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Sunday, April 15, 2007

BOOK: "Patients Beyond Borders" by Josef Woodman (Healthy Travel Media, $22.95.)

TARGET AUDIENCE: Anyone contemplating going abroad for dental or medical procedures.

Forget shady Mexican clinics for phony cancer treatments. Today, more than 100 American-accredited hospitals around the world -- particularly in Asia -- offer complex, high-tech treatments, often in luxurious hospitals and recuperation centers.

Medical tourism is hot. Brits and Canadians, to cite two examples, head overseas to avoid long waits in a socialized medical environment. Americans are more likely to be looking for a better price. As Woodman's book notes, price differences can be so dramatic that they more than make up for the cost of traveling. Typical cost of a heart valve replacement in the United States: $160,000. In India: $9,000. Thailand: $10,000. Singapore: $12,500.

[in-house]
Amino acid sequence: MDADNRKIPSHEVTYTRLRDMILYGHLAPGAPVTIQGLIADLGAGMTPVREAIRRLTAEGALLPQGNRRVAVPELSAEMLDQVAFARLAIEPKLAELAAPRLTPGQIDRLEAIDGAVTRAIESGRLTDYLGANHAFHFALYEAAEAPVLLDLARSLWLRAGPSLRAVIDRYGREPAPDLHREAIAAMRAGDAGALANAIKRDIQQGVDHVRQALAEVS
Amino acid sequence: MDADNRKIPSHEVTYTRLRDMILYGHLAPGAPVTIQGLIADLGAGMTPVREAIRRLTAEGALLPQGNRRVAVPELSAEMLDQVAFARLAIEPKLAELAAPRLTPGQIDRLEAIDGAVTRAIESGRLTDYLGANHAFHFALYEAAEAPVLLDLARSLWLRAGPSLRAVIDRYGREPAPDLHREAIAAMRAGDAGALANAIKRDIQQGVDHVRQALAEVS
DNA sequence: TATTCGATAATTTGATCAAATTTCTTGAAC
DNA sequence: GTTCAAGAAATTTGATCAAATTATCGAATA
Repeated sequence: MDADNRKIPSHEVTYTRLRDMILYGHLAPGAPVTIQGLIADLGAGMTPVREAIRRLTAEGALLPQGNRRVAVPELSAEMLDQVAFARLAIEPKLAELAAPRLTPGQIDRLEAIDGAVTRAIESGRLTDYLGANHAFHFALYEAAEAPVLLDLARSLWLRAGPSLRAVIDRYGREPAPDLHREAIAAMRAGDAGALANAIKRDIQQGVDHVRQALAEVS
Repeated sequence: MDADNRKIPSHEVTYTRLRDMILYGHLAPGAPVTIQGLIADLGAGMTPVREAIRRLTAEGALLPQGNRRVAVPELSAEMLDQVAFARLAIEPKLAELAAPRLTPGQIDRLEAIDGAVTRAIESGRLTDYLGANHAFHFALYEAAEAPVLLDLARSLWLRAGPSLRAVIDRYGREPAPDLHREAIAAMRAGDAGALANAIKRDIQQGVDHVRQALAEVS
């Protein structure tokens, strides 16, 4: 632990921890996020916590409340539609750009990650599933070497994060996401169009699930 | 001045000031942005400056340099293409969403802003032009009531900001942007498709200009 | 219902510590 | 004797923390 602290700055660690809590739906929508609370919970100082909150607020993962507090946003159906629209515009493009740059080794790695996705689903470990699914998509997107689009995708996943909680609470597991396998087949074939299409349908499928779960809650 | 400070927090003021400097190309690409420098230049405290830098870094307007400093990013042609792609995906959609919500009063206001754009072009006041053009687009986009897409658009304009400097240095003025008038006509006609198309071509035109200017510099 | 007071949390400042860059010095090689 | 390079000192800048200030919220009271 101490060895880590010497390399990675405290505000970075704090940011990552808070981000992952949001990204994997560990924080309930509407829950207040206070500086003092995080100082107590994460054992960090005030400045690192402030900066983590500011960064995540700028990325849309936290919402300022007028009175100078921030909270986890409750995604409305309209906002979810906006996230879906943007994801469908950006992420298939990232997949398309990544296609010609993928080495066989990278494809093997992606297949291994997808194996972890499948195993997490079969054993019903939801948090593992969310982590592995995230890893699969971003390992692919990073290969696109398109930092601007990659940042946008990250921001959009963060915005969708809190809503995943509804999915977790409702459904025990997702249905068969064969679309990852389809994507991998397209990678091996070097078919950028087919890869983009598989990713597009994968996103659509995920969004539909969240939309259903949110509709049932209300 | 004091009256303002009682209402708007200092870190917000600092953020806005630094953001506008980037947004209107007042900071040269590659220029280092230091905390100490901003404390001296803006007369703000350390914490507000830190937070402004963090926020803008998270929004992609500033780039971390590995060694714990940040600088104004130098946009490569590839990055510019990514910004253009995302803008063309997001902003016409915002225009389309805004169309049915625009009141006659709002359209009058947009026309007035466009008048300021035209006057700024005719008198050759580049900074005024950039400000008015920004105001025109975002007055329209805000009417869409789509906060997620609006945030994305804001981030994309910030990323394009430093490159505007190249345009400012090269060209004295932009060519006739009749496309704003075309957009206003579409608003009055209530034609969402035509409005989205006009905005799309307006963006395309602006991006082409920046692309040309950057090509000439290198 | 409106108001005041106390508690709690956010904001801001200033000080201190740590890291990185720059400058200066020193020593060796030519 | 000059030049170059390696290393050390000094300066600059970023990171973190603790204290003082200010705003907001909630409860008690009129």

Woodman's book is a practical guide to planning a medical trip, from how to identify a respectable hospital to warnings that cross-border malpractice lawsuits are so impractical that you should consider them impossible. The best hospitals abroad maintain standards "equal to, or higher than" those in the United States, and some boast lower morbidity rates, Woodman writes, although his book doesn't delve into specific stats. -- Cindy Loose


© 2007 The Washington Post Company


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